It poured in Oxford, Mississippi, on Thursday night, bands of rain washing over Vaught-Hemingway Stadium, Ole Miss’ annual Egg Bowl with Mississippi State and Rebel coach Lane Kiffin himself.
Perhaps it was just meteorological. Perhaps it was metaphorical.
All we know is that a once-promising Ole Miss season ended with a thud, a third consecutive loss, 24-22 this time to its bitter rival. In the bigger picture, a once-promising marriage between Kiffin and the Rebels could be coming to an end — rumors and reports swirling that the 47-year-old will bounce to Auburn after just three seasons by the Grove.
Afterwards, a still soggy Kiffin could only stand there and (rightfully) express frustration with the officiating while deftly jabbing away questions about his future with feints and folly.
Reporter: “With the regular season over now, do you anticipate being Ole Miss’ coach next season?”
Kiffin: “Yes, I do.”
He spun to humor.
“I feel like that was a court trial where I’m like, ‘Yes I do.’” Kiffin said with a smile.
A few minutes later, the reporter circled back with more specifics.
Reporter: “If Auburn offers you its coaching position, do you anticipate being Ole Miss' coach next season?”
Kiffin: “Ah, I do.”
“Anticipating” isn’t much of a standard, not that it matters. This wasn’t a full-throated denial or some big sweeping play such as whipping out a pen and signing a contract extension for all to see. But, does it matter?
This is a business where even undeniable denials mean nothing. In 1998, Ole Miss coach Tommy Tuberville claimed he would only leave Oxford in a “pine box.” He promptly left for Auburn — on his own two feet — at the end of the season.
And what’s a contract worth anyway, Kiffin noted on Thursday.
“I’ve signed three [at Ole Miss] so does the fourth one mean you’re never leaving?” Kiffin asked. “So I don’t know. I'm much more focused and worried about the game than whether you sign another contract. And I'm not acting ungrateful for that.
“But everybody thinks, you signed a contract, well a year ago you said the same thing and here we are again.”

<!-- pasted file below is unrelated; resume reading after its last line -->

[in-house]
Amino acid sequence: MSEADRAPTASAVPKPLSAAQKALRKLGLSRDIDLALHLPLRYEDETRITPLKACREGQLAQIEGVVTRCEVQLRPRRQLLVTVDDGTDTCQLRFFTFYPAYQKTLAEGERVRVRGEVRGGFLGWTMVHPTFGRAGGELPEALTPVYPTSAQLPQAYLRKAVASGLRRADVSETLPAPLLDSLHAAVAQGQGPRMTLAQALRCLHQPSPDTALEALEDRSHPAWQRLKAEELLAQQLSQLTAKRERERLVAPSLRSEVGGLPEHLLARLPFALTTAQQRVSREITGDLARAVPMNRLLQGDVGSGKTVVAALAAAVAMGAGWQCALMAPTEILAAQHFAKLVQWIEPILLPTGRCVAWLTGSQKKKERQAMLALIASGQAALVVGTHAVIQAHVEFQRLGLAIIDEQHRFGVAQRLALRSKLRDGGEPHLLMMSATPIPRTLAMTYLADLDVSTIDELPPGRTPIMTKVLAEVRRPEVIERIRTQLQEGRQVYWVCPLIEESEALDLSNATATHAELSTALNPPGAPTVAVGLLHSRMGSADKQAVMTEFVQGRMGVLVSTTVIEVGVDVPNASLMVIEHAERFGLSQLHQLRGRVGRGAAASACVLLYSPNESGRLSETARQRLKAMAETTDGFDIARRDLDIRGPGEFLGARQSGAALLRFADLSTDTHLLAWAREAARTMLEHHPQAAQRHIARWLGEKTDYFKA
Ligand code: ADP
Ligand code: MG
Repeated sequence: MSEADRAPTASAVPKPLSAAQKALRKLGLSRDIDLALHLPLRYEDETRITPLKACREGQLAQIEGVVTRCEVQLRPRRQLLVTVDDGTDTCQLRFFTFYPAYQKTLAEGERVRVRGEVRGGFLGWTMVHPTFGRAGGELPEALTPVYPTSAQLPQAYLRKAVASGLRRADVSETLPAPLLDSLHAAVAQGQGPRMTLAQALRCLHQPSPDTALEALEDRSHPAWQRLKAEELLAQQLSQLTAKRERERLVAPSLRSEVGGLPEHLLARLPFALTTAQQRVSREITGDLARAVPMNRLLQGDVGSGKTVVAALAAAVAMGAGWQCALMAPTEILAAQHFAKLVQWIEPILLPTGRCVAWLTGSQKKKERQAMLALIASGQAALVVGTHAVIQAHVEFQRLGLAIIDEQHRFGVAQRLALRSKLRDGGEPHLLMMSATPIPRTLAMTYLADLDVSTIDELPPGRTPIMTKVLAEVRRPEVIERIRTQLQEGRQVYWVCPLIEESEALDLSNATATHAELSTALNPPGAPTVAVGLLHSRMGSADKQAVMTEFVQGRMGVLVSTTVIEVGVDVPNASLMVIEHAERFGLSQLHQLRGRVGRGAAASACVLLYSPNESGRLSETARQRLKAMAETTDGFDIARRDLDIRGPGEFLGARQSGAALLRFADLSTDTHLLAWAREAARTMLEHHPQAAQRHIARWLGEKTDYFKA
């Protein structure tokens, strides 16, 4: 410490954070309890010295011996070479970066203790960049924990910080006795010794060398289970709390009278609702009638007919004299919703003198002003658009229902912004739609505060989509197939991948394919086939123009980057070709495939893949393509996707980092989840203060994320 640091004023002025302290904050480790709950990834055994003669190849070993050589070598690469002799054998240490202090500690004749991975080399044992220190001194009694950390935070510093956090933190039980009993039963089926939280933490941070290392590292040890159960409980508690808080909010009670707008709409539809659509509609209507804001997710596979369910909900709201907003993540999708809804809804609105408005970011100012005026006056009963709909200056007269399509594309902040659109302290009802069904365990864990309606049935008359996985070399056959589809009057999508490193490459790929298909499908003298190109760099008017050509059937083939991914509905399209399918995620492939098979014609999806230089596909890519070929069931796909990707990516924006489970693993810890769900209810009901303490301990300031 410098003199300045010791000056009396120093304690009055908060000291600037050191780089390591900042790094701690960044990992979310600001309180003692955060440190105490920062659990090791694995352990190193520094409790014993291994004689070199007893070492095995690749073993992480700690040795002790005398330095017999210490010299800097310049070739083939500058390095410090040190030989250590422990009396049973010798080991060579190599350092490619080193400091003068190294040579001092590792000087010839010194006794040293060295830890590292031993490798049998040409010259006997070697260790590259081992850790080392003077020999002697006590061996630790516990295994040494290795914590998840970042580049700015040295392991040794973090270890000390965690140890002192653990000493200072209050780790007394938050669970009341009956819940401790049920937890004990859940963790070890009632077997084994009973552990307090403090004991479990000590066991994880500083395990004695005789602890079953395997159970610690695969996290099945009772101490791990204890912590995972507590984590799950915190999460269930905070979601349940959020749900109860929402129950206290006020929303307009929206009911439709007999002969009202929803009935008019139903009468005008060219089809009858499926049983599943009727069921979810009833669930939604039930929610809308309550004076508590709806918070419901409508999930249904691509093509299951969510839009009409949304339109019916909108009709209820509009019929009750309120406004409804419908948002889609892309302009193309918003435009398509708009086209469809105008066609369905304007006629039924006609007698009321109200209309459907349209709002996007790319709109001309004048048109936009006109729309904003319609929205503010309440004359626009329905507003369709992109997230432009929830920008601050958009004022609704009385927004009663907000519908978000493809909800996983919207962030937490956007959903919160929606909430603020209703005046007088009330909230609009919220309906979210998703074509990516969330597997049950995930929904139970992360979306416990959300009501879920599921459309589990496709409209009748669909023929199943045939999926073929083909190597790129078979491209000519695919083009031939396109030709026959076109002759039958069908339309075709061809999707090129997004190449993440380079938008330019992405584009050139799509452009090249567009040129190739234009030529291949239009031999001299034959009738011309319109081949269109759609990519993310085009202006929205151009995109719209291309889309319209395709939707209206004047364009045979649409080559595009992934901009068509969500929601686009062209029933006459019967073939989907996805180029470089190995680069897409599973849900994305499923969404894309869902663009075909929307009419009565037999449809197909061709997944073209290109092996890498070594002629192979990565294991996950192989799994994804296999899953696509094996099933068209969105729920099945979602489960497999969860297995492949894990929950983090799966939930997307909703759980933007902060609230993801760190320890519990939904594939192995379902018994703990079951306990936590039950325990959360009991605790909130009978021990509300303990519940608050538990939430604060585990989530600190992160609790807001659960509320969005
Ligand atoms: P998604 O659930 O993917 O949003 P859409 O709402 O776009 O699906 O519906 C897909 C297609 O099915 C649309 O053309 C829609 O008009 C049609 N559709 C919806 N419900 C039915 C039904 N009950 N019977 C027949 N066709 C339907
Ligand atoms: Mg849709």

Indeed, here we are again. It’s just that no one is quite certain what “here” represents.
Kiffin has served as a bolt of attention and energy for the Ole Miss program. He’s a personality, a national figure for a school and a state that always craves someone paying attention to the success that can come out of the place.
In three years, Kiffin made Ole Miss matter. There is no questioning that. They won 10 games and the Sugar Bowl a year ago. At the end of this season though, it was an 8-4 team with victories over just two teams with winning records — Kentucky and Troy.
The 7-0 start got the Rebels into the top 10, but reality was coming. What happened?
“A lot tougher schedule would be part of it,” Kiffin said of a slate back loaded with Alabama, LSU, Arkansas and Mississippi State. “Just the analytics of it … Had some games where we didn’t put it together … Played our worst offensive game of the year [Thursday] …”
He went on. A frustrated coach almost always can.
Still, the promise of Kiffin, the potential of Kiffin has certainly caught the eye of some over on the Alabama Plains. Auburn is a political mess but often succeeds in spite of it.
In the 2010 season, it won the national title. In 2013, it played for it again. Ole Miss hasn’t even won the SEC since 1963, when the league was still segregated and thus not particularly relevant. It’s never even made the SEC championship game, which began in 1992.
Kiffin, presumably, is one who can change that, but he’d have to stick around. He did praise reports that the school’s collective raised $10 million recently, which he said was critical to “signing players and keeping your players.”
Would he be better off at Auburn? It’s hard to say.
Kiffin did take time Thursday to continue his mocking of local television reporter Jon Sokoloff, who reported Monday via “unnamed sources” that Kiffin would resign from Ole Miss on Friday to become Auburn’s coach. Since Auburn plays Saturday against Alabama, that timeline never made any sense. Eventually though?
If nothing else, Kiffin said he had to address the “inaccurate, false reporting” with his players.
“I think when it was falsely reported by Jon, who's now famous,” Kiffin said, looking at Sokoloff in the news conference. “Congratulations, [apparently] you can just write whatever you want. I would do it too because you are never held accountable and you get to become famous and maybe you'll be right.
“Jon did it,” Kiffin continued. “So I had to have a team meeting to say his article was wrong, which I would love to know who these ‘unnamed sources’ are from Jon. So yes, I had to deal, had to have a team meeting because of that. When there is other stuff and chat rooms and stuff … but when a reporter writes it, it changes the game with that.”
It may or may not have played a role in Ole Miss losing the Egg Bowl. No one knows. Just as maybe only Kiffin knows what is coming next.
A little over a month ago, Ole Miss was ranked No. 7 in the country and Kiffin looked at home.
Then everything got washed out.